The issue of weapons of mass destruction in the Middle East came to occupy a more central position in Spiro’s activism. He has participated and lectured in many international gatherings on behalf of the "Israeli Committee for a Middle East Free from Atomic, Biological and Chemical Weapons", and was one of the few main consistent supporters of Mordechai Vanunu. He criticized the bombing of the nuclear reactor in Iraq (for which he was subjected to an internal disciplinary trial as state employee) and called for breaking the taboo around the issue of Israel’s nuclear policy,[17] an appeal that he consistently reiterates in his columns to this very day.

Since the beginning of the first decade of the 21st century, Spiro has been writing regular columns in the Internet sites Indymedia, the Left Bank, Occupation Magazine (the “Red Rag” column in Hebrew and English) and in the right-wing website Eretz Hatzvi, along with guest articles in international fora.[18] In June 2011 the police arrested him for several hours on suspicion of incitement in an article that he had published in September of the year before and which had been interpreted as a call for attacks on settlers, even though the article was in fact a call for non-violent resistance.[19] The arrest was harshly criticized by human-rights organizations including Amnesty International, the Association for Civil Rights in Israel and Physicians for Human Rights.

Letters to judges[edit]

In 1985 Spiro took up the practice of sending letters to judges and politicians, a practice he continues to this day. It started over the affair of the murder of Danny Katz (8 December 1983). Spiro was convinced that the trial of the five Israeli Arab defendants was defective due to a bias caused by two factors: the intense public pressure that was applied on the court, and the fact that the judges were not independent of the political system and the “occupation establishment”. He wrote a series of emphatic letters to the judges of the defendants for which he was put on trial for attempting to exercise “inappropriate influence on the course of a judicial proceeding”. Since then he has not hesitated to send strongly worded letters to judges he perceives as being racist and supporting violations of human rights.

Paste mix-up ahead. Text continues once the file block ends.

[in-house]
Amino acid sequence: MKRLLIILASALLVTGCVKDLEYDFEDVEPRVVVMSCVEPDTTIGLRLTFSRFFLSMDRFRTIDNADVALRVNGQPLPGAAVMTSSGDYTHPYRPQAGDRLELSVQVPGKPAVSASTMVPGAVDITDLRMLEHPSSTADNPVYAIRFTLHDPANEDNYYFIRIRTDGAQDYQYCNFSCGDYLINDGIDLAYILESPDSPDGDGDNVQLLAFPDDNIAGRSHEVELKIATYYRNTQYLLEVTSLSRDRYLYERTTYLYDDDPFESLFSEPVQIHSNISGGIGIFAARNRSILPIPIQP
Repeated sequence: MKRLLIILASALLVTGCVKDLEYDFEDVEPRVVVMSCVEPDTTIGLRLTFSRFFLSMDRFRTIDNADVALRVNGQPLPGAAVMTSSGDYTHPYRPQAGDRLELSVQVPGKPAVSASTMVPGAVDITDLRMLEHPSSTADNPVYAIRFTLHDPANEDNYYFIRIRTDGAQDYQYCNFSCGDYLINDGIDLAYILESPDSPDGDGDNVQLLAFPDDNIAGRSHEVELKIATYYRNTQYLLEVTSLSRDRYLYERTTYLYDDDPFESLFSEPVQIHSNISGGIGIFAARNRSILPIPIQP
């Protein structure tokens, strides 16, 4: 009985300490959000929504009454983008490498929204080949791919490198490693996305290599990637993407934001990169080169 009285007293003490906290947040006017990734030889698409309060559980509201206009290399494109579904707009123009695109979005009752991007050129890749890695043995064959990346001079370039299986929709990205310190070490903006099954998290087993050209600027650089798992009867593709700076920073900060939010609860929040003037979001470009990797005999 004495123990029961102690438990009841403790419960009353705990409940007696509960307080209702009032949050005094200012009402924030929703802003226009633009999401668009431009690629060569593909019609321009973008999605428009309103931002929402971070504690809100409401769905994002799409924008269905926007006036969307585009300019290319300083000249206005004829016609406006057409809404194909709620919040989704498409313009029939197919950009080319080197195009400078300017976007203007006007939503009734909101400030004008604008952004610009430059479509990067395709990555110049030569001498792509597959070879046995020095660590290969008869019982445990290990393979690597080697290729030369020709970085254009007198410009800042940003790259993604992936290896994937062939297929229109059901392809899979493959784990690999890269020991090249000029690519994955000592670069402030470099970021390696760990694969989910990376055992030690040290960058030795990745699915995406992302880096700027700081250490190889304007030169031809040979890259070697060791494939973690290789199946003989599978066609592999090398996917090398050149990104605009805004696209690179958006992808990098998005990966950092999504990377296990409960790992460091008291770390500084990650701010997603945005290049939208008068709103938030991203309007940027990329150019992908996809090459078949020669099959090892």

After he was again taken in for questioning in 1995, a judge in the Magistrates’ Court in Jerusalem issued an order barring Spiro from sending further letters to judges. The newspaper Kol Ha-’Ir of the Schocken group (Haaretz) then proposed to Spiro that the forbidden letters be henceforth published on its pages. From that point, ironically, he made a more widespread impact than before. Meanwhile, the lawyer Dan Yakir, the judicial advisor of the Association for Civil Rights, conducted a campaign to overturn the injunction, which was overturned by the District Court soon afterwards, and Spiro went back to sending letters to judges directly.

Personal life[edit]

In 1968 Gideon Spiro married a US citizen in the United States, and they were divorced a year and a half later. In 1977, back in Jerusalem, he married Miri, and the two of them had a daughter and a son.

He relocated to Tel Aviv in 2004, after decades in Jerusalem.

Further reading[edit]

Amos Oz, Mi-Mordot ha-Lvanon, Am Oved, Tel Aviv 1987, pages 77–80, correspondence between Spiro and Oz (English translation published as The Slopes of Lebanon).


  1. ^ “be-Prague ‘im darcon yisra’eli” (In Prague with an Israeli passport), Maariv, 22 September 1967.
  2. ^ “Homo Politicus,” Post Mortem, 15 December 1971.
  3. ^ Post Mortem, 17 May 1972.
  4. ^ “Rosh ha-memshala: ha-‘Aravim mitkavnim le-hisul Yisra’el” (Prime minister: the Arabs intend the elimination of Israel), Davar, 4 April 1972.
  5. ^ “Golda Meir: they call themselves “Yesh” [lit. “there is”] ... but they should be called “Eyn” [lit. “there is not”], because there is not anything they have to say in favour of the State of Israel”, in an article by Shlomo Nakidmon, “Lishkat ha-‘avoda hehlita liftoah et sheruteyha le-‘Aravim Yisre’elim” (The labour office has decided to provide services to Israeli Arabs), Yedioth Ahronoth, 25 May 1973 (In Hebrew).
  6. ^ “Ani Tziyoni sotzialist”, Darban, the weekly student and youth supplement of the newspaper Yedioth Ahronoth, edited by Ilan Kfir, 22 March 1972.
  7. ^ “Hakinui ‘ish Matzpen’ ‘ala 17,500 lirot le-yarhon tnu’at Herut ‘Be-Eretz Yisra’el’’ (“The label ‘Matzpen member’ cost the Herut monthly Be-Eretz Yisra’el 17,500 pounds”), Haaretz, 25 December 1977.
  8. ^ Lahanoq otam bi-frahim” (“Strangle them with flowers”), Haolam Hazeh, 24 September 1975.
  9. ^ Mary Elizabeth King, A Quiet Revolution: The First Palestinian Intifada and Nonviolent Resistance (introduction by Jimmy Carter). Nation Books, New York, 2007. Chapter 8.
  10. ^ Ha-‘orech gila skup bil’adi – ve-qibel michtav piturin” (“The editor got an exclusive scoop – and then a dismissal letter”), Haolam Hazeh, 22 September 1978.
  11. ^ a b Mary Elizabeth King, op. cit.
  12. ^ Yehoshua Bitzur, “The strange case of Gideon Spiro”, Maariv, 5 December 1984, p. 8.
  13. ^ Ruling on the Libel law of 1965, Judge Gabriel Bach, 19 April 1992.
  14. ^ Mivtza’ prati” (Private operation), Davar, 29 September 1985.
  15. ^ Haim Baram, “Gideon Spiro, yuli 2000” (Gideon Spiro, July 2000), Yerushalmi Adom (Red Jerusalemite – Haim Baram’s website).
  16. ^ Sarah Liebovich-Dar, “The apprenticeship of Nir Hefetz”, Haaretz, 22 August 2001.
  17. ^ “Lishbor et ha-tabu ha-leumi” (Break the national taboo), Davar, 4 September 1992.
  18. ^ “US must rein in Israel’s nuclear arms”, The Guardian, 22 May 2009.
  19. ^ “Heart-rending scenes”, Occupation Magazine, (both in Hebrew and English) 4 September 2010.

External links[edit]